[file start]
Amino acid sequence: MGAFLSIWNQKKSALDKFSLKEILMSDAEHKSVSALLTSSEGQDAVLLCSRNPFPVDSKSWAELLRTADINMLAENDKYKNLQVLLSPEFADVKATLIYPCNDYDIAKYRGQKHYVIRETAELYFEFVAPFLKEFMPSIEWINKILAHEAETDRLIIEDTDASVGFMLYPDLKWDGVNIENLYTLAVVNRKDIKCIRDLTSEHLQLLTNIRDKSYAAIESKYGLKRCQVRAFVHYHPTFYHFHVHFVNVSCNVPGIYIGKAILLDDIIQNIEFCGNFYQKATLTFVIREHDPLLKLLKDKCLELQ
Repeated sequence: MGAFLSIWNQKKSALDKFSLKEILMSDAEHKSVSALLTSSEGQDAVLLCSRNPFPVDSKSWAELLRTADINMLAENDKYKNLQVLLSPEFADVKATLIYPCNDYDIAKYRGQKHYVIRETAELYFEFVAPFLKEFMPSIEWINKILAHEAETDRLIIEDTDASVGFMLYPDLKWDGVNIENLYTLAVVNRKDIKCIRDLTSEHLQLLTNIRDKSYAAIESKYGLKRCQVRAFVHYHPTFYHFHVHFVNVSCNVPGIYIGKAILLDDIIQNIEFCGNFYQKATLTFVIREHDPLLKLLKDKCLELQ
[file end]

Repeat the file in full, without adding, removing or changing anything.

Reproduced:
Amino acid sequence: MGAFLSIWNQKKSALDKFSLKEILMSDAEHKSVSALLTSSEGQDAVLLCSRNPFPVDSKSWAELLRTADINMLAENDKYKNLQVLLSPEFADVKATLIYPCNDYDIAKYRGQKHYVIRETAELYFEFVAPFLKEFMPSIEWINKILAHEAETDRLIIEDTDASVGFMLYPDLKWDGVNIENLYTLAVVNRKDIKCIRDLTSEHLQLLTNIRDKSYAAIESKYGLKRCQVRAFVHYHPTFYHFHVHFVNVSCNVPGIYIGKAILLDDIIQNIEFCGNFYQKATLTFVIREHDPLLKLLKDKCLELQ
Repeated sequence: MGAFLSIWNQKKSALDKFSLKEILMSDAEHKSVSALLTSSEGQDAVLLCSRNPFPVDSKSWAELLRTADINMLAENDKYKNLQVLLSPEFADVKATLIYPCNDYDIAKYRGQKHYVIRETAELYFEFVAPFLKEFMPSIEWINKILAHEAETDRLIIEDTDASVGFMLYPDLKWDGVNIENLYTLAVVNRKDIKCIRDLTSEHLQLLTNIRDKSYAAIESKYGLKRCQVRAFVHYHPTFYHFHVHFVNVSCNVPGIYIGKAILLDDIIQNIEFCGNFYQKATLTFVIREHDPLLKLLKDKCLELQ